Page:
Training Activities       regarding their perceptions of the training programs and their views about
                          FLETC’s ability to schedule and coordinate training activities. In addition,
                          we interviewed FLETC officials about the status of the computer
                          automation process for scheduling training. We observed how FLETC staff
                          perform their scheduling activities. Also, we reviewed the following
                          documents:

                      •   Provisions of the 1970 Treasury order creating FLETC.
                      •   The Treasury and FLETC Strategic Plans of FY2000-2005, which identify
                          FLETC’s latest mission statements, goals, and objectives.
                      •   FLETC’s organizational chart.
                      •   FLETC’s request for proposals on computer automation.
                      •   Records of interviews conducted by Clark Nexsen regarding POs’ training
                          needs.

                          Further, we reviewed FLETC’s MOUs with several of the larger agencies to
                          obtain an understanding of FLETC’s formal management and coordination
                          responsibilities with respect to the POs.

                          To determine whether FLETC has effective controls in place for acquiring
                          a new student administration and scheduling system (SASS) by focusing
                          on whether the center was performing five key acquisition management
                          functions: acquisition planning, solicitation, requirements management,
                          project management, and risk management. We reviewed these areas



                          Page 49                              GAO-03-736 Federal Law Enforcement Training
                      Appendix I: Objectives, Scope, and
                      Methodology




                      because they are critical to successfully acquiring systems. These
                      practices were derived from the work and research of Carnegie Mellon
                      University’s Software Engineering Institute (SEI).1 In addition, we
                      reviewed whether FLETC was incorporating SEI best practices for
                      acquiring COTS-based systems2 in these five functions. In conducting our
                      review, we interviewed SASS project officials and other FLETC staff
                      involved in the acquisition, including staff from the information systems
                      division, the procurement division, legal counsel, and the training analysis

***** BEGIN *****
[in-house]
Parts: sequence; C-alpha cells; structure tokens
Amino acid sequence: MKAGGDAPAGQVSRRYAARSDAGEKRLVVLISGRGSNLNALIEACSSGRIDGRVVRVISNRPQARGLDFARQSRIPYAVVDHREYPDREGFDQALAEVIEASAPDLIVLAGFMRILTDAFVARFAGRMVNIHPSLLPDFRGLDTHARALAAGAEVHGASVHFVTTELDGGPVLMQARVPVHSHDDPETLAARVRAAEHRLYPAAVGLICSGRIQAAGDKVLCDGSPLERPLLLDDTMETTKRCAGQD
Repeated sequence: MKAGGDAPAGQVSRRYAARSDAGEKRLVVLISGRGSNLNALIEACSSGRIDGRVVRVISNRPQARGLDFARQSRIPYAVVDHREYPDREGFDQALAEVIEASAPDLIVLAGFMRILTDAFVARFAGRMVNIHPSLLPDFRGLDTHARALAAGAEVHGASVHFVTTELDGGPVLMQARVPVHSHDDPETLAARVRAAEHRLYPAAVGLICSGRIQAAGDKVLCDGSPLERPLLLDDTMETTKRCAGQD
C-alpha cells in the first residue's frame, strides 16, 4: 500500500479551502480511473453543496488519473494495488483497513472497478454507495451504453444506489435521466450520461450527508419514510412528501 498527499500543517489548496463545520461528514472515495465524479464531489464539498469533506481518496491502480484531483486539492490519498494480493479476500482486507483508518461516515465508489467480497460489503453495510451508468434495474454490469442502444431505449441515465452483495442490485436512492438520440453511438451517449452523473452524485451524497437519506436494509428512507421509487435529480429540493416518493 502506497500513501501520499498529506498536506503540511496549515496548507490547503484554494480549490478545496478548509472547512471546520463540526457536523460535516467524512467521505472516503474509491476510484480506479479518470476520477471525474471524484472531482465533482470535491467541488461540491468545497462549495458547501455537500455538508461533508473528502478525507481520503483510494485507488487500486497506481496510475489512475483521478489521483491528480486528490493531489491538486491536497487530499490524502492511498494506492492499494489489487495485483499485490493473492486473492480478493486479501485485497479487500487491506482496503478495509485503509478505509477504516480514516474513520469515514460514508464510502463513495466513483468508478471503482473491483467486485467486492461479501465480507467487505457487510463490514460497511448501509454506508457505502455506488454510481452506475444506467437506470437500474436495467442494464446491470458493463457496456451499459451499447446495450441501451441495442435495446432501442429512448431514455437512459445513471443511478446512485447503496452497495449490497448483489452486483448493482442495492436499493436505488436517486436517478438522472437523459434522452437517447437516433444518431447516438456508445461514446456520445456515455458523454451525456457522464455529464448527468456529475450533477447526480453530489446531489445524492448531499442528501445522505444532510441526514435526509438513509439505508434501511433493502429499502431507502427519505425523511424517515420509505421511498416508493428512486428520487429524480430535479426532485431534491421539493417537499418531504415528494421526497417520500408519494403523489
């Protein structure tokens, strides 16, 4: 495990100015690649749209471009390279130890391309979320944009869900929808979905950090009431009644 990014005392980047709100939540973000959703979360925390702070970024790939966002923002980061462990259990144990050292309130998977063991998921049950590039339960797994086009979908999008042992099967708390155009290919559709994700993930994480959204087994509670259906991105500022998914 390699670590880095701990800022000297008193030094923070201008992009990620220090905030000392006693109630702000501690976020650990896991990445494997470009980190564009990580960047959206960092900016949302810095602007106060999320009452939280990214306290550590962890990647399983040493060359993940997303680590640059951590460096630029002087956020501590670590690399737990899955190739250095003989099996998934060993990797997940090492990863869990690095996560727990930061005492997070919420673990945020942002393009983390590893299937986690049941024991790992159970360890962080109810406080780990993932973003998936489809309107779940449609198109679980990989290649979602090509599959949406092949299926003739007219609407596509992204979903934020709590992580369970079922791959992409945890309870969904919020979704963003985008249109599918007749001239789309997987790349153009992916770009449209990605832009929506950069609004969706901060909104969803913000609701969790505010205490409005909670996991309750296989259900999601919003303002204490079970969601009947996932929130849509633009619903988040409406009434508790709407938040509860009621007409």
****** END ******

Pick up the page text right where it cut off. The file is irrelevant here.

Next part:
and coordination division. We also interviewed potential SASS users from
                      two FLETC training divisions.

                      To determine whether FLETC was performing these acquisition
                      management functions, we compared the center’s actions to those defined
                      by SEI as key in establishing at least basic acquisition management
                      controls for the five functions. In addition, we compared the center’s
                      actions to those SEI has redefined as being key to effectively leveraging
                      the COTS-based systems. To document FLETC’s actions, in addition to
                      interviewing staff, we reviewed documentation including SASS program
                      documentation such as contractor reports; the SASS solicitation package,
                      including the SASS software and database requirements; training model
                      schedule templates; the 2002 master class schedule; information
                      technology modernization 2004 capital asset plan; National Institute of
                      Standards and Technology security publications; and fiscal year 2000
                      congressional reports.


                      To determine FLETC’s oversight and governance structures and the extent
Governance and        to which these structures are providing guidance to FLETC as it addresses
Oversight Structure   its capacity and planning challenges during a period of transformational
                      change, we reviewed FLETC’s 1970 MOU establishing, among other things,
and Guidance          its Board of Directors, and governance and management and internal
                      control best practices—these were the Business Roundtable’s 2002
                      Principles of Corporate Governance and a 2003 report by the Conference
                      Board’s Commission on Public Trust and Private Enterprise titled
                      Findings and Recommendations; and GAO’s 1999 Standards for Internal
                      Control in the Federal Government and OMB’s 1995 Circular No. A-123,


                      1
                       Software Engineering Institute, Software Acquisition Capability Maturity Model ®
                      Version 1.03, CMU/SEI-2002-TR-010 (Pittsburgh, PA: March 2002).
                      2
                       Software Engineering Institute, Evolutionary Process for Integrating COTS-Based
                      Systems (EPIC): An Overview, CMU/SEI-2002-TR-009 (Pittsburgh, PA: July 2002).




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Methodology




Management Accountability and Control. We drew from our August 2002
report on the governance of the U.S. Capitol Police, “Information on
Capitol Police Board Roles and Responsibilities, Operations, and
Alternative Structures.” We discussed governance issues in general and
the Board in particular, including its mission, roles and responsibilities,